Using diagnostic images, artificial intelligence is better able to predict ovarian cancer survival than other current prognostic methods, a study suggests.
The study, “A mathematical-descriptor of tumor-mesoscopic-structure from computed-tomography images annotates prognostic- and molecular-phenotypes of epithelial ovarian cancer,” was published in Nature Communications.
A diagnosis of ovarian cancer is often confirmed with a computerized tomography (CT) scan, which creates a detailed image of a tumor using x-rays. These images can help clinicians make decisions about how far the disease has spread and what treatments might be effective — but they’re not very useful for predicting outcomes.
In the study, researchers employed a software tool called TEXLab to analyze CT images from 364 women with ovarian cancer between 2004 and 2015. The software assessed four basic aspects of a tumor — structure, shape, size, and genetic makeup — in order to create a novel prognostic indicator called “Radiomic Prognostic Vector” (RPV).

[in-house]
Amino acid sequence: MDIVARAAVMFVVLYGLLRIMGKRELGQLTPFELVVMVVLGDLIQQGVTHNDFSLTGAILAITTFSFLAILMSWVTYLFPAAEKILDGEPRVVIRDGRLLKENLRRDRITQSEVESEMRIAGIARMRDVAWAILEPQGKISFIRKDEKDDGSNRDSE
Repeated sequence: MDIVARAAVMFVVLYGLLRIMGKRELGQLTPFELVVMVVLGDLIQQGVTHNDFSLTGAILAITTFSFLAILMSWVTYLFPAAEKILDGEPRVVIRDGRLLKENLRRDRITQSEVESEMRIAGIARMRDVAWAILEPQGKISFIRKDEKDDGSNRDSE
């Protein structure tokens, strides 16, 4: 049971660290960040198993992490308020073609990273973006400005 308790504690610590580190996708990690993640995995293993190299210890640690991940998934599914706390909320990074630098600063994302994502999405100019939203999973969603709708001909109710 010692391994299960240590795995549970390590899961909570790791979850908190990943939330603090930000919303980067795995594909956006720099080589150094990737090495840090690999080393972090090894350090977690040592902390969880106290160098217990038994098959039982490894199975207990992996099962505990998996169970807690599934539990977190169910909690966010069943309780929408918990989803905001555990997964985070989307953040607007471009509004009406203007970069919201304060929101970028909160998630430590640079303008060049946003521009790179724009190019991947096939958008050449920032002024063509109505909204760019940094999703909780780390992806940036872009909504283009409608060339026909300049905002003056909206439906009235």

The program was fed algorithm data from patients treated in hospital and data available through online datasets. It split patients up into three RPV categories, namely high, medium, and low risk.
The researchers compared the patients’ RPV scores to blood tests and other prognostic scores currently used, and found their method was up to four times better at predicting deaths from ovarian cancer than standard methods.
Patients with high RPV scores were less likely to respond to conventional treatments, such as chemotherapy and surgery, and had the shortest average survival times — five per cent of patients with high RPV scores had a survival rate of less than two years. This suggests that RPV scores might be able to identify patients least likely to benefit from these treatments so that alternatives can be offered.
“Our technology is able to give clinicians more detailed and accurate information on how patients are likely to respond to different treatments, which could enable them to make better and more targeted treatment decisions,” Eric Aboagye, one of the investigators, said in a press release.
The researchers are hopeful that through further studies with more patient data, their software may be able to predict responses to treatment for individual patients, rather than for broad risk groups. Additionally, they speculated that the software might be used in the prognoses of other cancer types.
“Artificial intelligence has the potential to transform the way healthcare is delivered and improve patient outcomes,” said Andrea Rockall, Honorary Consultant Radiologist, at Imperial College Healthcare NHS Trust. “Our software is an example of this and we hope that it can be used as a tool to help clinicians with how to best manage and treat patients with ovarian cancer.”
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